Everybody loves Peggy Carter.
Wait, that’s not true. This is the Internet, the place where the answer to a question that starts out with, “Am I the only one who hates….?” is never, ever, “Yes.”
Let me start again.
Peggy Carter, the character first portrayed by Hayley Atwell in 2011’s Captain America: The First Avenger, is a flawless human.
Now we’re getting closer. Technically, there may be no such animal, but “flawless human” is a label that fans in certain circles (let’s say, just for instance, on tumblr dot com) like to apply to the real or fictional objects of their admiration. Partly, this is a reaction to the Internet’s aforementioned tendency to hate things just for the fun of it, and partly it’s a declaration of defiance; the existence of the term Mary Sue reminds us that ‘perfect’ is the most dangerous thing for a female character to be.
Peggy Carter, in her First Avenger role as Steve “Captain America” Rogers’ contact in the Secret Science Reserve — his friend, potential dance partner, and plot-convenience enabler — may not be perfect, but she is certainly smart, successful, and tough. Yet something in the character’s very toughness points to a flaw, not in Peggy, but in the film’s design.
In 2013, Sophia McDougall wrote an article in The New Statesmen called I Hate Strong Female Characters, and while I don’t agree with all of it, I find the section about Peggy Carter to be uncomfortably resonant. McDougall points to two scenes in the film — one where Peggy punches a male soldier for mouthing off to her, and another where Peggy, upset because Steve flirted with another woman, shoots at his shield. Both of these scenes are played for laughs — I confess I find them funny myself — but the laughter is rooted in the notion that a woman committing serious violence in response to small provocation is amusing. “She is small and feminine and yet can defend herself,” we are supposed to think. “This is unexpected and kind of sexy!” These scenes demonstrate, McDougall argues, “the underlying deficit of respect the character starts with.”
The premiere episode of Marvel’s Agent Carter, the ABC miniseries that marks Atwell’s triumphant return to the role of Peggy, revisits that scene of Peggy shooting at the shield. It also contains the follow up image, of Steve Rogers and Howard Stark, looking surprised and unmistakably turned on by what Peggy just did.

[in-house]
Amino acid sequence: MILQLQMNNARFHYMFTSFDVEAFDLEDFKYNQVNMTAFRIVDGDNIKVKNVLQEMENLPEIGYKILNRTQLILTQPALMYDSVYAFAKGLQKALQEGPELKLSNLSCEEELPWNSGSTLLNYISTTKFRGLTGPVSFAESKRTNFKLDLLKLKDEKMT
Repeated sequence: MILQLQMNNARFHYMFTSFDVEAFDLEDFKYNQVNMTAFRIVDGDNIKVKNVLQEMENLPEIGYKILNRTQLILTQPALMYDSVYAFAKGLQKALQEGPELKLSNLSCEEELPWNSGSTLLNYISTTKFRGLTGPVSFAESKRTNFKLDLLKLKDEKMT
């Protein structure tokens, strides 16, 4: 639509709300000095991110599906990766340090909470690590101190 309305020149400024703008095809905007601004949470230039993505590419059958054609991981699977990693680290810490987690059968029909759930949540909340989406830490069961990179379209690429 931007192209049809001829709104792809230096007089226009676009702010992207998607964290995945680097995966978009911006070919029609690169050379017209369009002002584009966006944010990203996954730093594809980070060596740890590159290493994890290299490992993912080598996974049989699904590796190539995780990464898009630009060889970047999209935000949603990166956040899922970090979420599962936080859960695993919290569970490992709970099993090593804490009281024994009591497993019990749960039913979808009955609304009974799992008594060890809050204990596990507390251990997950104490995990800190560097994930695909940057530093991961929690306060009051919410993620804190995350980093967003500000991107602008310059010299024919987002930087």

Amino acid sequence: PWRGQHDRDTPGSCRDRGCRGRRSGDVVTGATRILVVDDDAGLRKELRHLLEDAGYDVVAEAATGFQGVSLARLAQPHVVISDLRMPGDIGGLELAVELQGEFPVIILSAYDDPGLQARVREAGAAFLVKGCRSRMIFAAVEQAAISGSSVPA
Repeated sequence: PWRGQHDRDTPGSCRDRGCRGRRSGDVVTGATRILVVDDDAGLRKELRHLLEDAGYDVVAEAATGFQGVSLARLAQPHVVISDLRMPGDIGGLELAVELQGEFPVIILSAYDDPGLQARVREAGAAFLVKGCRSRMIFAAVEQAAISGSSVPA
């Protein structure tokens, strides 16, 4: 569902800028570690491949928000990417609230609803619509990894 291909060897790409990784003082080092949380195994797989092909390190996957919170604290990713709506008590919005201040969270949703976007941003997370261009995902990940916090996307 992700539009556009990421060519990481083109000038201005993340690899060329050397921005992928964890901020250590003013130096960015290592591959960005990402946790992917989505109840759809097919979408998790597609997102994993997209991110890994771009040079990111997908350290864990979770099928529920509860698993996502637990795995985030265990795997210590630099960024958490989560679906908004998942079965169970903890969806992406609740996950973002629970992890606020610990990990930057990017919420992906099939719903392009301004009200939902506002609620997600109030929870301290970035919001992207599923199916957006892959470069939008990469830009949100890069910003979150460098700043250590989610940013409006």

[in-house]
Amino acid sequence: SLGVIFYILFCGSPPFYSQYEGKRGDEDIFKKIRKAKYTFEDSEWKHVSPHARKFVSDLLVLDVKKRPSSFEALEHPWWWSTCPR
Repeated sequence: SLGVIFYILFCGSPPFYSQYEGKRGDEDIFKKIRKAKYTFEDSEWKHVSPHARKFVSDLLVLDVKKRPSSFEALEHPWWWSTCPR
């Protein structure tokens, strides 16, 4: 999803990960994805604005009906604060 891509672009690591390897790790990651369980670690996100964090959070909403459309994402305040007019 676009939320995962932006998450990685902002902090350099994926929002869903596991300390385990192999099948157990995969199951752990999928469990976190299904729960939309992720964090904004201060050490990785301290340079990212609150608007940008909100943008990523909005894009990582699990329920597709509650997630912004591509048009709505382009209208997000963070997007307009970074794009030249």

That’s the male gaze, made literal and splashed across the screen for all to see. On Agent Carter, though, this scene and other flashbacks are interspersed with shots of Peggy, getting dressed alone in her room. And yes, we’re shown Peggy pulling on her stockings, but we’re also given a glimpse of her shoulder and its scarred over bullet wound. The message is unmistakable: this is Peggy Carter beneath the armor. These are the wounds she doesn’t show to the world.
That’s the simple, transformational truth about Agent Carter. This is the first live action Marvel drama with a story built around the needs and skills and desires of a central female character. In 1946, Peggy is working in the New York office of SSR, with one seemingly nice guy (I’m not ruling out that you might be a traitor, Enver Gjokaj! Also, I love your sweater vests!) and a lot of jerks.
When her old war buddy Howard Stark (Dominic Cooper, reprising his delightful First Avenger role) gets in trouble, he asks for help. Soon, she’s double-timing her official job, running counter missions in tandem with Stark’s butler, Jarvis (James D’Arcy).
The escalating spy hijinks are all great fun, especially Atwell’s back-and-forth with D’Arcy. But what’s especially good to see is the way Peggy carries the weight of her own story. If The First Avenger framed Peggy as an accessory to Steve’s heroic journey, Peggy is ready to see the tragedy as her own. He’s lost because she failed. When a waitress friend (Lyndsy Fonseca) tries to persuade Peggy to move into her all-female boarding house, Agent Carter hesitates because She Must Keep the Others Safe. (The episode shows that this is not a baseless fear) Later, it’s Jarvis who gives her the speech about how heroes can’t be loners and need to give and receive support from others.
Peggy gets all the hero angst, in other words, and she also gets the frustration of being disrespected by her male supervisors. She whacks bad guys in the face with a handy briefcase, and threaten a guy’s life with a fork, but she also explains to Maybe-Nice coworker that she is capable of picking her own battles. This is a much more subtle Peggy than the character who punched that soldier in the movie, and the story is richer for it.
This definitely isn’t a perfect show. Despite Peggy’s centrality, it’s still kind of a sausage fest, though hopefully Peggy’s new living arrangement will improve that. Agent Carter is also, not-unexpectedly but still depressingly, very white. The only character of color with a speaking part is a criminal (Andre Royo, aka The Wire‘s Bubbles, sadly underused) who dies early in the first hour. It would be great to see Gabe Jones, the African-American Howling commando that comics universe Peggy eventually dated. Maybe if this miniseries does well enough to inspire sequels in whatever medium, Derek Luke can show up to reprise that role from First Avenger, but for now, it would be nice to show more of the reality of 1940s New York.
The Marvel Cinematic Universe still has a diversity problem. Marvel can do more, and Marvel can do better. For now, it’s great to see Agent Carter in the center of her own story. It’s not flawless, but it’s a start.